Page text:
Meet Caroline Bell - a data and AI consultant, STEM advocate, music performer, and Bold Idea mentor. Learn how a website competition in middle school led to a career in machine learning at Microsoft.
What is something many people don't know about you?
When I was 18, I performed in New York at Carnegie Hall with a International Choir. It led me to get a scholarship to do Music Performance in college, which I accepted for the first semester of college before switching major to Business.
How did you become interested in technology and programming?
When I was in 7th grade, my school offered a coding class in HTML. The following year, I helped my science class with a website competition. I was far ahead of the other kids since I already knew HTML. I loved that feeling of typing some lines of code and seeing my work come to life.
What did you study in college?
During undergraduate, I studied Marketing and Healthcare Management. I immediately went to Graduate School for my MBA, specializing in Business Analytics. My MBA gave me the skillset I needed to become more technical and let do my interview at Microsoft.
What are you working on now?
Currently, I am a Data and Artificial Intelligence Consultant at Microsoft. I am working on creating the machine learning behind a bot. I do other small things currently like workshops and helping companies transfer their data to the cloud. I work mainly with SQL, a way to query large databases, and Machine Learning, essentially all the statistics classes I’ve ever had wrapped in code, projects.
What have you gained from being a mentor? What was your most memorable moment while mentoring?
I was roughly these students’ age when I started coding. I wish I had this opportunity at their age. I’ve enjoyed being able to sit with a student and help guide them to the answer. The kids are incredibly smart, and it is amazing watching them solve their own problems. It reminded me about my love of learning and how the simple way of thinking things through can give you a clearer answer.
My most memorable moment was last semester with my students. At the beginning of the semester, some of the boys were new to the whole coding thing. By the end of it, they were putting their favorite things together on Scratch. One made a music video, and another told me a whole story through his project. I can see how these kids will be able to be successful in their future jobs because they tired thinking in a different way.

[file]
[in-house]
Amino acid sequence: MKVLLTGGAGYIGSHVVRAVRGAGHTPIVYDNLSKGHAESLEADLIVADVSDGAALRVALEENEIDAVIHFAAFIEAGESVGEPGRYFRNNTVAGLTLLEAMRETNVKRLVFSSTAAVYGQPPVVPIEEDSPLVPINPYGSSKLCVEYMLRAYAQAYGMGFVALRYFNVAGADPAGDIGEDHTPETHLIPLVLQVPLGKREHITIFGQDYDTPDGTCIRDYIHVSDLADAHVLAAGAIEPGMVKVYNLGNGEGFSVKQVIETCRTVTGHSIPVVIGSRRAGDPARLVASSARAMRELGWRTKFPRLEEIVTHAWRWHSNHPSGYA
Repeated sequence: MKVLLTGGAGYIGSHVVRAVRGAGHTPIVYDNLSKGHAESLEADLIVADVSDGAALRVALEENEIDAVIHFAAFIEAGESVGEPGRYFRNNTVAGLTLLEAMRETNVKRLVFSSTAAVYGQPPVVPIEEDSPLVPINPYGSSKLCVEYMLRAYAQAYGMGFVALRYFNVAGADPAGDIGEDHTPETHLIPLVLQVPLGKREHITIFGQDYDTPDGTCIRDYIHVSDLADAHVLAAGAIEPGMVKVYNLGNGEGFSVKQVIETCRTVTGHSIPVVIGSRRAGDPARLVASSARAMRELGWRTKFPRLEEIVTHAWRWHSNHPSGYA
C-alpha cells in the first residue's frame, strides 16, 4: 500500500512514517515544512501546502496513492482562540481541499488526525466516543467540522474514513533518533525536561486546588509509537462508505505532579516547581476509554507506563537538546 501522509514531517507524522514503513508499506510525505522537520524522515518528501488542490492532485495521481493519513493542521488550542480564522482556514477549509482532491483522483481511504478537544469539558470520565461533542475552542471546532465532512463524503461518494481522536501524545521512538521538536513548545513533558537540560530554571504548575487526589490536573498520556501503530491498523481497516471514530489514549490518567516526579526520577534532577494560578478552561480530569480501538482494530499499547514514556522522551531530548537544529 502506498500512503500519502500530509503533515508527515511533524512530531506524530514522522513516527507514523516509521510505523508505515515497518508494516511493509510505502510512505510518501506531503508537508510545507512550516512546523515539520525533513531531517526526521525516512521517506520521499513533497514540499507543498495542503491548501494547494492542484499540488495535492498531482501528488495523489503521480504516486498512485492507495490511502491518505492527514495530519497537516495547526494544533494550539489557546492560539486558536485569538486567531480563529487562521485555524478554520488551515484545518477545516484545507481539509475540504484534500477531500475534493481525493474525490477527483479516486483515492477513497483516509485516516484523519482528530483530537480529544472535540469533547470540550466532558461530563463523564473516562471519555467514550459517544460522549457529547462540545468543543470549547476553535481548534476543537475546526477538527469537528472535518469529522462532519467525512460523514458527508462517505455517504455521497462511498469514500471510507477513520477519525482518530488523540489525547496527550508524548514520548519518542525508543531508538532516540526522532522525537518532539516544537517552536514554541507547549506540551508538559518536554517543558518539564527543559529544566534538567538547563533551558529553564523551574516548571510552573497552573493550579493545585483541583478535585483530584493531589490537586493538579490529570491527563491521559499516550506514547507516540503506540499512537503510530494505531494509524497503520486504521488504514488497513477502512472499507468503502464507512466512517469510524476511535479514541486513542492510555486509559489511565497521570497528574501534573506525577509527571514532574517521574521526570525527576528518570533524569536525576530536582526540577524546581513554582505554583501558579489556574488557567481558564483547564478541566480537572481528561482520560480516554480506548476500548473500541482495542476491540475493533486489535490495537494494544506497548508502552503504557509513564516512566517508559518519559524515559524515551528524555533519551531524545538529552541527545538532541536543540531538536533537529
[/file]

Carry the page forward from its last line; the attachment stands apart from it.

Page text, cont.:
Is there anything that you wish you could tell your younger self about coding?
Growing up, coding was something my older brother did. I thought I wasn’t as smart as him and couldn’t do it. I had a passion for music, so I followed that instead and focused on theater, music, and foreign languages. As an adult, I would tell myself that ‘yes, I am smart’ and ‘everyone has a variety of skillsets that make them amazing’. I would push myself to curious about technology and to forge my own path without being afraid. The fear of failure kept me from embracing new things, like coding or machine learning. As an adult, the things I was passionate about can easily be applied to the work I do today. My unique perspective as a child allowed me to become a smart and slightly quirky adult.
What is it about Bold Idea's mission that really connects with you?
I have always been a strong supporter of STEM. As someone who grew up loving the arts, I also came from a hometown that was very tech heavy. I love how Bold Idea merges multiple interests into courses with coding and machine learning. There are a multitude of male and female mentors to help all the students be successful. I never had the opportunity to learn in such an environment as a child. This teaches kids far more than coding, it teaches them teamwork, thinking outside the box, and that yes sometimes turning it on and off again will fix the problem.